In 1844, Friederich Engels, the one who later collaborated with Karl Marx, visited Manchester, England, to observe his father's factory in that city and to chronicle the terrible poverty and misery there and in the surrounding Midlands area after four decades of the Industrial Revolution. He wrote much of human misery, but he did not overlook the environmental catastrophe that revolution wrought, and he said of the main river of the city:

"At the bottom flows, or rather stagnates, the Irk, a narrow, coal-black, foul-smelling stream, full of debris and refuse. ... In dry weather, a long string of the most disgusting, blackish-green, slime pools are left standing on the bank, from the depths of which bubbles of miasmatic gas constantly arise and give forth a stench unendurable even on the bridge forty or fifty feet above the surface."

And so too throughout industrial England, every waterway replete with industrial poisons - chlorine, coal tar, mercury, lead, sulfuric acid, copper sulfate - that joined with offal and garbage to make a country of gray-black ribbons in which only algae and slime could grow. Fish that were once plentiful were driven from the water, game large and small, and only humans remained to drink the stuff. The toll upon life, all forms of life, was enormous.

Only the indomitable spirit of avarice seemed to flourish in this atmosphere. Engels tells the story of remarking to a Manchester manufacturer that he had never seen so ill-built, unhealthy, and filthy a city. "The man listened quietly to the end, and said at the corner where we parted: 'And yet there is a great deal of money made here; good morning, sir.' "

Late last month, a very detailed and alarming report was issued warning of the catastrophic results America was heading for, in the very near future, as a result of extreme weather (storms on the East and Gulf Coasts costing $35 billion a year), ocean rise and coastal inundation (costing between $66 to $106 billion in lost real estate), declining crop yields particularly in the South and Midwest, increased carbon output into the atmosphere, polar ice melting, soaring electricity demand (rising $12 billion a year), and increased wildfires in the Southwest.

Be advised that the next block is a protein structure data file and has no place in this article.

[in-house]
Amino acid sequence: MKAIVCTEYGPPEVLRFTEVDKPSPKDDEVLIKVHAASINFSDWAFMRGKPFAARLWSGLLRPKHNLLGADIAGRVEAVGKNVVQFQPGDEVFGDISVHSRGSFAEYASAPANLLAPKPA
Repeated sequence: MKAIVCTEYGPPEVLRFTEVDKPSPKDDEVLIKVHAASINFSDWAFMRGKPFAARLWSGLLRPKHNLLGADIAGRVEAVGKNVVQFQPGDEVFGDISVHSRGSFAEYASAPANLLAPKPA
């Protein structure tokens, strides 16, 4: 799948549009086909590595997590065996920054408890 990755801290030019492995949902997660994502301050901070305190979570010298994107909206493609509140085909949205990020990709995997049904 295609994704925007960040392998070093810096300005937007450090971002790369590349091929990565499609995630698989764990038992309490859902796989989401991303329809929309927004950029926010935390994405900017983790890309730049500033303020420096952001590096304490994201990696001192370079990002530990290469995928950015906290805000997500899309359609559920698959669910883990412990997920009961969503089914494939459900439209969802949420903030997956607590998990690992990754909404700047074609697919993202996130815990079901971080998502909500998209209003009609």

No, that was not another U.N. disaster warning, though we have had plenty of those. This comes from a group of high-profile bipartisan business leaders who are worried in a purely economic sense about the future we are making for ourselves and leaving to our impoverished children. It was commissioned by multi-billionaire businessmen Michael Bloomberg and Tom Steyer, former Treasury Secretaries Henry Paulson, George Shultz, and Robert Rubin, Cargill executive Gregory Page, and former cabinet officers Dona Shalala and Henry Cisneros.

Not your wooly-headed scientists and alarmist environmentalists but a set of sober, realistic people who look at the damages this economy is wrecking and what its impact will be on the earth if we keep on going as we are.

The report, issued by the Risky Business Project, was entitled, not surprisingly, "Risky Business: The Economic Costs of Climate Change in the U.S." It is highly detailed, compiling material from academic and economic surveys over the last decade, but its warnings and alarms are simple for anyone, especially anyone in the business world, to understand. It concludes, "Every year that goes by without a comprehensive public- and private-sector response to climate change is a year that locks in future climate events that will have a far more devastating effect."

And then it adds, in bold letters, "With this report we call on the American business community to rise to the challenge and lead the way in reducing climate risks."

Did you hear anything about this? Front-page banner headlines, evening news special reports, regular missing-plane-type cable-station analyses? Cries from the politicians of Washington, President Obama in the Rose Garden? Huge sell-off in the stock market as the business world finally awoke to the tragedy that this economy, indeed the world economy, was producing now and for the immediate future?

Not a bit of it. The report was dropped into the media and political memory hole, just like the similar "World Scientists' Warning to Humanity" in 1992, the Ecosystem Millennium Assessment of 1,360 scientists in 2005, and the comprehensive statements of the U.N. Intergovernmental Panel on Climate Change in 1990, 1995, 2001, 2007, and 2014. In fact, the stock market paid so little attention to a document calling for economic disasters that the Dow soared to a record 17,000 two weeks later.

The economy is saying: "And yet there is a great deal of money made here; good day, sir."

Kirkpatrick Sale, a resident of Mount Pleasant, has written 12 books, including "Rebels Against the Future: The Luddites and Their War on the Industrial Revolution" and "After Eden: The Evolution of Human Domination."